Capturing intimacy is pretty much the only thing I'm interested in. That's what excites me and what I find beautiful in movies personally - that almost obscene sense that we shouldn't be this close to these people. I find that very inviting and meaningful as an audience member.
I remember being a teenager and seeing Seymour Cassel across a crowded room and being incredibly star struck, and not having the courage to say, 'Hello.'
I'm not interested in a film about deceit anymore. I think I was always invested in deceit on some level. But it no longer compels me the way it did for so many years.
Intimacy is something to be cherished, and intimacy is not something to be afraid of.
For gay people, we learned about our lives in secrecy and a lot of fear.
Fighting bitterness can be a full-time job.
I conveniently was not accepted to film school, which I applied to in 1987, and so I decided I would become a filmmaker instead of a student.
Suspense films are often based on communication problems, and that affects all of the plot points. It almost gives it kind of a fable feeling.
My father moved out to Park City in in the mid-'70s and lived in a Winnebago behind a hippie joint called Utah Coal & Lumber that was one of only two or three restaurants at that time. Park City was a sleepy little mining town, with not a condo in sight.
Seeing the road show of 'A Chorus Line' in 1977 at the Orpheum Theater in downtown Memphis was a life-changing event for me: there were gay people, on the stage, and they all lived in New York.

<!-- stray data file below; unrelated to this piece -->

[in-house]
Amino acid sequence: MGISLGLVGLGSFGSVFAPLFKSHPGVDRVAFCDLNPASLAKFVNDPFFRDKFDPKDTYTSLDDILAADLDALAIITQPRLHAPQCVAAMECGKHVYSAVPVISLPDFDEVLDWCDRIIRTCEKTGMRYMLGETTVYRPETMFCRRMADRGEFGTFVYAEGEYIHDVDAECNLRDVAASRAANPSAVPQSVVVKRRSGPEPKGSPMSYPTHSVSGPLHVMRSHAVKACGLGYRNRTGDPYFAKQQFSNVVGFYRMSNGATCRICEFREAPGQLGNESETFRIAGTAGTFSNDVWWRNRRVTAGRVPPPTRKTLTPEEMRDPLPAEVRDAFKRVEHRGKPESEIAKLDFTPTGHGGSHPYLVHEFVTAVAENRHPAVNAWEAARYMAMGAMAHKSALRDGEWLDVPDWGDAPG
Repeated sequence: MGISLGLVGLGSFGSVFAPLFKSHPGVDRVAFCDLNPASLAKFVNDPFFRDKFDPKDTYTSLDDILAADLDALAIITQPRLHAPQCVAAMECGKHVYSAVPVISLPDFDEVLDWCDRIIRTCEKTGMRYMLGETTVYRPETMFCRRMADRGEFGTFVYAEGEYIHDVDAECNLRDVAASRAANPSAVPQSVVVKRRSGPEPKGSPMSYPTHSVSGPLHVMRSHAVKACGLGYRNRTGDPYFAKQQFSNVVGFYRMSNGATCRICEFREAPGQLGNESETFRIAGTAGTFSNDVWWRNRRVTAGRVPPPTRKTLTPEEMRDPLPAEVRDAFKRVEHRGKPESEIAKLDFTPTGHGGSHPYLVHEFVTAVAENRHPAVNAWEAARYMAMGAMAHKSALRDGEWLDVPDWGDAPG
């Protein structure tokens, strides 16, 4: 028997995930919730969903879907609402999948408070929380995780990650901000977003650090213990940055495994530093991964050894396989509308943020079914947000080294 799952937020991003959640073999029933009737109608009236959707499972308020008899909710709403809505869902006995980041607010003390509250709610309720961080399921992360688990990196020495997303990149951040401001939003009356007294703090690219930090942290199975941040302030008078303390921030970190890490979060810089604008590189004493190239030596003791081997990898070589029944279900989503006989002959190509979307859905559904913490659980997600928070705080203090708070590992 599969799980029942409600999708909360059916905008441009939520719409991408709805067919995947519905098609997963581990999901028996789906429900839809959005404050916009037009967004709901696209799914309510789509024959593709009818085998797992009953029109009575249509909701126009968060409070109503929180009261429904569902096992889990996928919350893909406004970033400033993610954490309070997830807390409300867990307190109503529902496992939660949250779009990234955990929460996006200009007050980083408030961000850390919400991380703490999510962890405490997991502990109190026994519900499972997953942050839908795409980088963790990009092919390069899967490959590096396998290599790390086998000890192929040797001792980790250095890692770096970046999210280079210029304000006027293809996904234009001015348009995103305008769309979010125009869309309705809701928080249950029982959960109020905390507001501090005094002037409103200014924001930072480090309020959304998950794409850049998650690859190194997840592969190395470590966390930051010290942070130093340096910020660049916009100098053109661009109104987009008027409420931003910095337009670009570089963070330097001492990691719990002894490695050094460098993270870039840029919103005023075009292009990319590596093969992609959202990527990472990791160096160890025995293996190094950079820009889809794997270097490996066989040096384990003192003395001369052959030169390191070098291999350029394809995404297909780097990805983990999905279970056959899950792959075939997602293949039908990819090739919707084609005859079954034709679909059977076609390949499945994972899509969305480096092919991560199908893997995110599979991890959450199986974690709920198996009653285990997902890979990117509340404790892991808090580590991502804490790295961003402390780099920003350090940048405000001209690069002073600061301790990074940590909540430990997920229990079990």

All history is defined by shifting modes of reality and time and how things change. That's what I love about cinema. It changes in the moment.
As a gay person, my life has been marginalized.
Being an artist is in part an act of rupture.
By 1988, I was living in New York myself.
I don't think I'd ever start making a film until I had both the intimacy with the subject and the distance to make it live in a certain way.
I've been hiding crucial events in my life since I was 13.
It's easy to make a film, but it's hard to make a career of being a filmmaker.
Movies are romantic fantasies.
'How to Survive a Plague' is history-telling at its best. It's a film I'll show my two children, now toddlers, when they are old enough to understand. It's a movie that I cannot forget.
I came to N.Y.C. in 1988 and got very involved with Act Up. I also started making movies, including two very gay shorts, 'Vaudeville' and 'Lady.' It was the height of the AIDS epidemic, and New York City was both dying and very alive at the same time.